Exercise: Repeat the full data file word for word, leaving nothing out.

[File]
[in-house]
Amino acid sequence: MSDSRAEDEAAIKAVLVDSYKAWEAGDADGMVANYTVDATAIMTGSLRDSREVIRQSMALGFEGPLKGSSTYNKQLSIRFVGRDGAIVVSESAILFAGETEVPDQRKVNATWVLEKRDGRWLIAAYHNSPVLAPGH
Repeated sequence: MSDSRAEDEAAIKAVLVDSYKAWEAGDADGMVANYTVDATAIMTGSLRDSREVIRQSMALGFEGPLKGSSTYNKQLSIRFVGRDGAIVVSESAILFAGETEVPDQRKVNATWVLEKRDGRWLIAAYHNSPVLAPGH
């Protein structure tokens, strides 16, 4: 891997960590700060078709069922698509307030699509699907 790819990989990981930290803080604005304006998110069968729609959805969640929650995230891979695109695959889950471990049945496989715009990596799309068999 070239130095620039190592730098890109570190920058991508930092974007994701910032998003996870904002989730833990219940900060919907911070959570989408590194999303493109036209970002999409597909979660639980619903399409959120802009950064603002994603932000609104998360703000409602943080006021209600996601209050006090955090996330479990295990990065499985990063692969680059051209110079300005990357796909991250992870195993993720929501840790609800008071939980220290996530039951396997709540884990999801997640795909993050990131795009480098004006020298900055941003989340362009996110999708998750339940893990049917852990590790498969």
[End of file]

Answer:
[in-house]
Amino acid sequence: MSDSRAEDEAAIKAVLVDSYKAWEAGDADGMVANYTVDATAIMTGSLRDSREVIRQSMALGFEGPLKGSSTYNKQLSIRFVGRDGAIVVSESAILFAGETEVPDQRKVNATWVLEKRDGRWLIAAYHNSPVLAPGH
Repeated sequence: MSDSRAEDEAAIKAVLVDSYKAWEAGDADGMVANYTVDATAIMTGSLRDSREVIRQSMALGFEGPLKGSSTYNKQLSIRFVGRDGAIVVSESAILFAGETEVPDQRKVNATWVLEKRDGRWLIAAYHNSPVLAPGH
């Protein structure tokens, strides 16, 4: 891997960590700060078709069922698509307030699509699907 790819990989990981930290803080604005304006998110069968729609959805969640929650995230891979695109695959889950471990049945496989715009990596799309068999 070239130095620039190592730098890109570190920058991508930092974007994701910032998003996870904002989730833990219940900060919907911070959570989408590194999303493109036209970002999409597909979660639980619903399409959120802009950064603002994603932000609104998360703000409602943080006021209600996601209050006090955090996330479990295990990065499985990063692969680059051209110079300005990357796909991250992870195993993720929501840790609800008071939980220290996530039951396997709540884990999801997640795909993050990131795009480098004006020298900055941003989340362009996110999708998750339940893990049917852990590790498969």